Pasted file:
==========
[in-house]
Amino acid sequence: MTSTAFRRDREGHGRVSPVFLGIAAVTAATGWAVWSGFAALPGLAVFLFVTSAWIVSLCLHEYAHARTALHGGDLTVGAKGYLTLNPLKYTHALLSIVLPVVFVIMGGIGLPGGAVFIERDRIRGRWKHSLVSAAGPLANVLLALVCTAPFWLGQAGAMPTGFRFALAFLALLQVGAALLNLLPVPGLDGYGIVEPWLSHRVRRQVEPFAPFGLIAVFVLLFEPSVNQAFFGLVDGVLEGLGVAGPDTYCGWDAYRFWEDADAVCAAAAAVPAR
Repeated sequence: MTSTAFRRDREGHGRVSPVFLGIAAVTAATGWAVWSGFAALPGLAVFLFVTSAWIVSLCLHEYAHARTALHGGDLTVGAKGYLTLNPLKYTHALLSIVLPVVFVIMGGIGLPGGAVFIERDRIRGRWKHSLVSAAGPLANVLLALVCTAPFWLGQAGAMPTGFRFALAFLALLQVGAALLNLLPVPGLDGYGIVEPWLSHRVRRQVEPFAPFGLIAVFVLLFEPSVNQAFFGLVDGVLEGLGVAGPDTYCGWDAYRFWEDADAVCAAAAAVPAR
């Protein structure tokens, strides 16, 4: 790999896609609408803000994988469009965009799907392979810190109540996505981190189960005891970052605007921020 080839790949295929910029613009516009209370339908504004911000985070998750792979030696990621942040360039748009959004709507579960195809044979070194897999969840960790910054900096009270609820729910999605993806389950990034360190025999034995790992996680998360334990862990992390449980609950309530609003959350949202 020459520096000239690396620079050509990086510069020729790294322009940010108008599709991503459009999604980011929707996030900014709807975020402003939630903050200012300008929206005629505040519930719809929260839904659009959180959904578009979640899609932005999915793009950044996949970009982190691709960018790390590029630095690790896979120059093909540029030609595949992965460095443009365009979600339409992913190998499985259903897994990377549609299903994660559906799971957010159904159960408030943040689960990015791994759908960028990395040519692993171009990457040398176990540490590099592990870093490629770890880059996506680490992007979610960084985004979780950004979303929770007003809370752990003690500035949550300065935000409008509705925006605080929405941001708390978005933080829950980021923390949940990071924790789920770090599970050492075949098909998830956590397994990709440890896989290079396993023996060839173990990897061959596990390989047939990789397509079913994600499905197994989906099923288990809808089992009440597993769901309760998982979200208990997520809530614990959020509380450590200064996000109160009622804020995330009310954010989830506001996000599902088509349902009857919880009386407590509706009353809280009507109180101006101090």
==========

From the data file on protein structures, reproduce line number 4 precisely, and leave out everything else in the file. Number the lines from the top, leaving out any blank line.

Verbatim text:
């Protein structure tokens, strides 16, 4: 790999896609609408803000994988469009965009799907392979810190109540996505981190189960005891970052605007921020 080839790949295929910029613009516009209370339908504004911000985070998750792979030696990621942040360039748009959004709507579960195809044979070194897999969840960790910054900096009270609820729910999605993806389950990034360190025999034995790992996680998360334990862990992390449980609950309530609003959350949202 020459520096000239690396620079050509990086510069020729790294322009940010108008599709991503459009999604980011929707996030900014709807975020402003939630903050200012300008929206005629505040519930719809929260839904659009959180959904578009979640899609932005999915793009950044996949970009982190691709960018790390590029630095690790896979120059093909540029030609595949992965460095443009365009979600339409992913190998499985259903897994990377549609299903994660559906799971957010159904159960408030943040689960990015791994759908960028990395040519692993171009990457040398176990540490590099592990870093490629770890880059996506680490992007979610960084985004979780950004979303929770007003809370752990003690500035949550300065935000409008509705925006605080929405941001708390978005933080829950980021923390949940990071924790789920770090599970050492075949098909998830956590397994990709440890896989290079396993023996060839173990990897061959596990390989047939990789397509079913994600499905197994989906099923288990809808089992009440597993769901309760998982979200208990997520809530614990959020509380450590200064996000109160009622804020995330009310954010989830506001996000599902088509349902009857919880009386407590509706009353809280009507109180101006101090």